Game Plan for Fixing Washington Wizards' Power Forward Position Next Season
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Of all the positions on the Washington Wizards, perhaps none is more of a concern heading into the 2013-14 season than the power forward spot.
Having Nene fill that position this year was a good option, but it is not ideal if the team wants to build for the future.
The 12-year veteran started in 49 games for the Wizards, but missed several games with injuries. At one point, his injuries were so bad he considered retirement.
Even when he was in the lineup, Nene performed well, but not as well as Washington had hoped when it originally traded for him.
The 6'11" power forward averaged 12.6 points and over six rebounds per game. However, both those numbers were down from the previous year, which presumably comes from aging.
Nene's field-goal percentage took the biggest hit, which dropped from 60.7 percent in 2012 to 48 percent in 2013.
When Nene was out, Trevor Booker filled in, starting 14 games. Yes, not much was expected of Booker heading into this season, but five points and five rebounds per game are barely enough to get by on, coming off the bench.
The upside of Booker is that he is much younger than Nene at 25. Booker is also smaller than Nene at 6'8" and is much less of a defensive force, averaging just about a half a block per game for his career.
After seeing the performance of these two players this season, the Wizards need to take a serious look at power forward this offseason in order to improve as a team in the coming years.
While power forward isn't a high-scoring position, every team needs a quality big man, center aside, to pull down rebounds and score in the paint.
Emeka Okafor currently has the defense shored up at center, but he could certainly use some help, and the offense is always looking for more points.
It's impossible for the Wizards to just flat-out drop Nene, because he is still under contract through next year, but the team needs to bring in someone younger to come off the bench and take over full time once Nene's contract is up.
The easiest way to do that is through the draft.
It's close to impossible to predict which players will be available for the Wizards in the draft, since the lottery hasn't been drawn yet, but there are two players the Wizards should seriously target.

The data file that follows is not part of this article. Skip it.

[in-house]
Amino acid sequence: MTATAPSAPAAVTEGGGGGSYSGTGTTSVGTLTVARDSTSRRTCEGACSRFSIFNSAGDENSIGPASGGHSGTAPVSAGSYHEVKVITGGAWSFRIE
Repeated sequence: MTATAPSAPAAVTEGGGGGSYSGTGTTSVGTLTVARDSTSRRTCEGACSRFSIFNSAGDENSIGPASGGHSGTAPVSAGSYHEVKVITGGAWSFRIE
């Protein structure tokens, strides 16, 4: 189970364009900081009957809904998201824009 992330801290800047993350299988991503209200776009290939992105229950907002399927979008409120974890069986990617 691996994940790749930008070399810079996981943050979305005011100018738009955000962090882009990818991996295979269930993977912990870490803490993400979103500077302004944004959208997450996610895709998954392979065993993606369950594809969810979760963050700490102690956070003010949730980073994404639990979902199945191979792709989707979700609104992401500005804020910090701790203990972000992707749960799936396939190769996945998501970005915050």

While Cody Zeller played center for the Indiana Hoosiers for two years, he is certainly capable of being a power forward.
Zeller brings both offensive firepower and defensive experience to the table.
In college, Zeller scored 16 points per game, as well as posting over a block per game this year. Sticking with defense, Zeller also averaged eight rebounds per game.
Perhaps the biggest improvement he could bring to the Wizards is his shooting percentage. His sophomore year, Zeller shot 56 percent from the floor, while Washington shot 43.5 percent as a team this season.
Zeller is likely to go higher in the draft, but if he's there when Washington's on the clock, he should be a lock.
If the Wizards fall further back in the draft, Mason Plumlee could be an option. It might be a bit of a reach if the Wizards are picking at No. 10 or higher, but he is a true power forward who performed extremely well in his senior year at Duke.
Plumlee averaged over 17 points per game, while still posting 10 rebounds and a block per game. And, at 6'10", Plumlee certainly brings height to the roster.
Like Zeller, Plumlee had a great shooting percentage this year, making 60 percent of his shots.
If the Wizards don't pick up a power forward in the draft, they could turn to free agency to improve that position.
However, free-agent power forwards should be something the Wizards avoid. Most of the available players are just as old as, if not older than, Nene and are only a short-term fix to the problem.
Three players, Hakim Warrick, Troy Murphy and David West, will probably be hot commodities this offseason, but they are all 30 or older and don't do much that Nene doesn't already bring to the Wizards.
However, Tyler Hansbrough may be a good player for Washington to look at, should it not land one in the draft.
The tricky part of landing Hansbrough is the Indiana Pacers can extend a qualifying offer to him, but the Wizards may be able to beat the Pacers in a bidding war.
Hansbrough averaged seven points and four rebounds per game, and that's with backing up West, one of the best power forwards in the league.
With Martell Webster's future up in the air and the Wizards already facing some cap-space issues, they would be wiser to go through the draft to pick up a power forward, but if the space is available, Washington should try to go after Hansbrough.
Either way, Nene is not a permanent solution to the Wizards' power forward position, and the team needs to look to either the draft or free agency to find a long-term solution.
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